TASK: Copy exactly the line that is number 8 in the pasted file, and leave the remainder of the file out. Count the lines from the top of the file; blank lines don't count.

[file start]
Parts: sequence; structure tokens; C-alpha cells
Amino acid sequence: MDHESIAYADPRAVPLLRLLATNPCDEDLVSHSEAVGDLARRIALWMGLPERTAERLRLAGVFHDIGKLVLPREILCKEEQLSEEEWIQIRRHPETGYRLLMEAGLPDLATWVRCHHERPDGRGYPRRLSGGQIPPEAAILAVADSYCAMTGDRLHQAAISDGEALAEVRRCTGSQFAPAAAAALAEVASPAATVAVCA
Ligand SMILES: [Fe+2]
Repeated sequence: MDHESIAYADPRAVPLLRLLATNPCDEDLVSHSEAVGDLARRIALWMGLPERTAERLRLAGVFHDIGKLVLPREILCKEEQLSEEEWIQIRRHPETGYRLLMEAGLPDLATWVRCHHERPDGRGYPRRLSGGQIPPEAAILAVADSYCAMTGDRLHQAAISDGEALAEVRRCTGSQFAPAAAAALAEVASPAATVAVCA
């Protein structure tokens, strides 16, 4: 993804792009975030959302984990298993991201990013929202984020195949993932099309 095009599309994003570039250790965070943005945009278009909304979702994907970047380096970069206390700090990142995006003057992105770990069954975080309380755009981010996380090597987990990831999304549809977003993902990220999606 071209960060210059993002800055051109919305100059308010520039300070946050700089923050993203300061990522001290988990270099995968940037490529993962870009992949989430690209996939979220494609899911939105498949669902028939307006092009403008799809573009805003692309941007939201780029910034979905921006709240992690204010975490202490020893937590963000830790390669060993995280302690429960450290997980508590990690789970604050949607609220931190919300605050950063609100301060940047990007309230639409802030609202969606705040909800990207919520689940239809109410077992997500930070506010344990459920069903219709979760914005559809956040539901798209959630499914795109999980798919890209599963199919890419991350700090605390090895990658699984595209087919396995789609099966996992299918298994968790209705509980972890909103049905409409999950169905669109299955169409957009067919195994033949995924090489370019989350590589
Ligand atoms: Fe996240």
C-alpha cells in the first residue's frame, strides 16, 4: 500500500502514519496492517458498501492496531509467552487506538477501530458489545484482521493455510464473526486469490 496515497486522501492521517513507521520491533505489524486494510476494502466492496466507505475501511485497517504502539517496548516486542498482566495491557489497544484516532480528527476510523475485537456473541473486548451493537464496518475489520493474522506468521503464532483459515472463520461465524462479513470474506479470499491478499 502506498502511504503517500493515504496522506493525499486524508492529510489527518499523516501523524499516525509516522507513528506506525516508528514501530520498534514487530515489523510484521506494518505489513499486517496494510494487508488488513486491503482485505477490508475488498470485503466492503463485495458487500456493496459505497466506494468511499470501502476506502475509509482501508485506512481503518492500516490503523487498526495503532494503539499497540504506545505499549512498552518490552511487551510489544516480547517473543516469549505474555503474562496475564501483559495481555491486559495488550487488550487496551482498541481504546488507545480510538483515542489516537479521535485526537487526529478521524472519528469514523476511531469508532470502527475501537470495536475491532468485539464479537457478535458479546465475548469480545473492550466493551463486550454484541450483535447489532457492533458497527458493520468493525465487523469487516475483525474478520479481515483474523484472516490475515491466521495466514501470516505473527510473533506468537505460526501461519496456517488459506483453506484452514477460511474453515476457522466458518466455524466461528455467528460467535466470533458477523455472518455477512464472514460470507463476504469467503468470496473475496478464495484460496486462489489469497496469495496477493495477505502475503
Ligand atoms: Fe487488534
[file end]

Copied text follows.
Ligand atoms: Fe487488534